As I have mentioned in previous posts, one of the items that many brides leave for the end, I actually tackled as one of my first objectives—selecting the music. (Shhhhh, don’t tell Mike, but I may have had it thought out before that ring was put on my finger!)
I LOVE music! Why you ask? I blame my Mom. I know that her secret mission in life was to re-create the Von Trapp family—which was partially successful as she played the viola, my sister played the violin, and I played the cello (and all of us ladies played piano). However my dad and brother didn’t fall into the "little plan” as smoothly. The good news is my sister and I both still play piano, so those years of lessons did pay off!
If you have read my third blog, you may know that I have played piano in many weddings, and enjoyed every one! From playing in churches, theatres, parks, in the woods (by a lake), and at a marina, I have seen my share of wedding music choices and still believe it should be exactly what you and your fiancé want. What best represents you? Don’t feel like you need to stick with the typical!
For our wedding, we are planning on a female and male vocalist. (And when my original male vocalist moved to Chicago I found my new vocalist thanks to the wonderful technology of Facebook as I hadn’t seen him since college and had no clue where he was living—luckily he didn’t think I was a psycho-stalker and accepted my friend request!) In addition to vocalists we are planning on other instrumentalists (oboe, bassoon, violin, and more . . . ?).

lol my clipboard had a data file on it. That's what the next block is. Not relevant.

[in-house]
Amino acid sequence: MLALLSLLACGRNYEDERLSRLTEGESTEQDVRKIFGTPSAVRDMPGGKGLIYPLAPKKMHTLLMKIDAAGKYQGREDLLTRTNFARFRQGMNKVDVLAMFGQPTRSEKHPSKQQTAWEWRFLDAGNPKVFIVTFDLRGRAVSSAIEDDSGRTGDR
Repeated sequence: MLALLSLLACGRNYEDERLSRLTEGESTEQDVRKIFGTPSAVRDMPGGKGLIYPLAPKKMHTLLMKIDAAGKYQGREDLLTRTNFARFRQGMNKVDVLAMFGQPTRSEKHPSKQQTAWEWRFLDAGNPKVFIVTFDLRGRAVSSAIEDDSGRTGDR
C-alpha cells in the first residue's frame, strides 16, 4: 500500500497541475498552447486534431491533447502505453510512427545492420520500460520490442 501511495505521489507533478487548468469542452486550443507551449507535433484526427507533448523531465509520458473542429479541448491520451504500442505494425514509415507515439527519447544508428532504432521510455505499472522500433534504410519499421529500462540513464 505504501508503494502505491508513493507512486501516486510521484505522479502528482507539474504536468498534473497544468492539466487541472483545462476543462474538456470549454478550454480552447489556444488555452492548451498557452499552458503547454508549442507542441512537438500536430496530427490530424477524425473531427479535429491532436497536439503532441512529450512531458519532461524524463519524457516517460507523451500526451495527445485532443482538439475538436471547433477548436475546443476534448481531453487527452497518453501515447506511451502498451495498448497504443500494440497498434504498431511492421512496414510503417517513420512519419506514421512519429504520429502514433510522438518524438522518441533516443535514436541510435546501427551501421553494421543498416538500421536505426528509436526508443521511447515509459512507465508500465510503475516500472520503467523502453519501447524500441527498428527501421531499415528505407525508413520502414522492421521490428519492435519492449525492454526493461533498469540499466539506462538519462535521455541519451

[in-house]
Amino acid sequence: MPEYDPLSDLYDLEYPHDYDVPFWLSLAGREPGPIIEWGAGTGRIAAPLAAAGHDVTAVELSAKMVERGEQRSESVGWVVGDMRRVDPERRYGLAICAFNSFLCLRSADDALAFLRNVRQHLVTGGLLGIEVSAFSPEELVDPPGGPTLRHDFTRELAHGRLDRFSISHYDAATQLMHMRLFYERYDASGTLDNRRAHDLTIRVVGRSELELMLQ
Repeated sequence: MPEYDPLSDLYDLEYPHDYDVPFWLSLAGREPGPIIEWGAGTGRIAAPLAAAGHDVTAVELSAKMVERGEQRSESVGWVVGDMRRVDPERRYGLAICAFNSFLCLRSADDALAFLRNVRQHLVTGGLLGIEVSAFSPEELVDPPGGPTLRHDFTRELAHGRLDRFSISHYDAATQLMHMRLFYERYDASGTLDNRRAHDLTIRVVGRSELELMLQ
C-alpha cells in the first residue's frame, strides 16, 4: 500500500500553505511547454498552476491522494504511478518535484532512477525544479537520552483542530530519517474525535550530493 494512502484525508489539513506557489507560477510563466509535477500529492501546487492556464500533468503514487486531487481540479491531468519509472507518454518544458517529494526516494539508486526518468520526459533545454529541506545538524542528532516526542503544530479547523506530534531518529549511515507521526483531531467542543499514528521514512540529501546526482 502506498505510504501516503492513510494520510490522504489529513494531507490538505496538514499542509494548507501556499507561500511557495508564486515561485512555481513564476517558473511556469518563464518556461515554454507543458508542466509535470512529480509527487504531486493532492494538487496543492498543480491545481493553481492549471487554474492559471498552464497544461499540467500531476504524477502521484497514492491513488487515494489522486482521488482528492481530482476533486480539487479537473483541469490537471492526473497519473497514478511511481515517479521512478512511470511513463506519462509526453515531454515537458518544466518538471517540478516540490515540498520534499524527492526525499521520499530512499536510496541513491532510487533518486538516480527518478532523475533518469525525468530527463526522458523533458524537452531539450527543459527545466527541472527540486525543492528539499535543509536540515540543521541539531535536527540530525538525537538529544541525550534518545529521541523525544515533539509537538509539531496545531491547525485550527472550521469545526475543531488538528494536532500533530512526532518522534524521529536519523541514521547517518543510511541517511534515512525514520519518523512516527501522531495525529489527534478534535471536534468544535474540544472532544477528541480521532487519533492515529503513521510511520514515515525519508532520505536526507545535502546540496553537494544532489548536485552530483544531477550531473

How do you go about planning the music/musicians? Here are a few of my tips:
1. Determine the order of your ceremony and where you want music—have this in mind when you meet with the music director or your chosen musicians. Do you want a separate song for the parents/grandparents? Will you have a unity candle? Are you presenting flowers to your parents?
2. Think about your style—do you want vocalists, or do you like the simple sound of a piano and/or violin, string quartet? Do you want a big processional march where the doors open and a big song plays or do you want to keep it simple and delicate?
3. On a budget? Check out your local high school/college musicians. Many times you can find a great string quartet from the local high school. ( A little music secret: Wedding songs such as Cannon in D or Arioso are not nearly as tough as the stuff their music teachers make them play for concerts).
4. Try to have your musicians attend the rehearsal—at least the pianist/vocalists. This way they can learn the cues, timing of songs (and sometimes the music is a cue for the wedding party as well), etc. This may cost a little more, but it worth the peace of mind (unless you have a very quick and simple ceremony—in which you could opt out).
My testimonial: I once got a phone call the NIGHT before a wedding from a former high school classmate who was singing in a wedding and the church organist couldn’t play the songs on the piano—it was so bad that the bride was crying at the rehearsal and the father of the bride asked him to please find someone to play at the wedding the next afternoon. Luckily I was able to help out and the wedding was beautiful. (P.S. I am not even close to a world class Beethoven-type pianist—it just goes to show that the rehearsal is helpful!)
5. Do not feel compelled to have family members perform at your wedding. I know you may feel pressured, but this is YOUR special day—not their American Idol performance. Unless Luciano Pavarotti is your great uncle or Celine Dion is your second cousin’s sister-in-law once removed, you are entitled to choose your own ensemble! If you still feel stuck—maybe they could perform a prelude song or something at the reception.
P.S. In case you were wondering what the wedding dress update is from my last blog, I have yet to sign on the dotted line, but plan on doing it before the New Year as shipping dates lead times are starting to scare me!
P.P.S. I have to give a lot of credit to my AMAZING FIANCE! I have been really busy at work, so put him up to the challenge of writing our 2010 Christmas Letter and he did an amazing job. My own Bill Shakespeare! Click HERE to read it!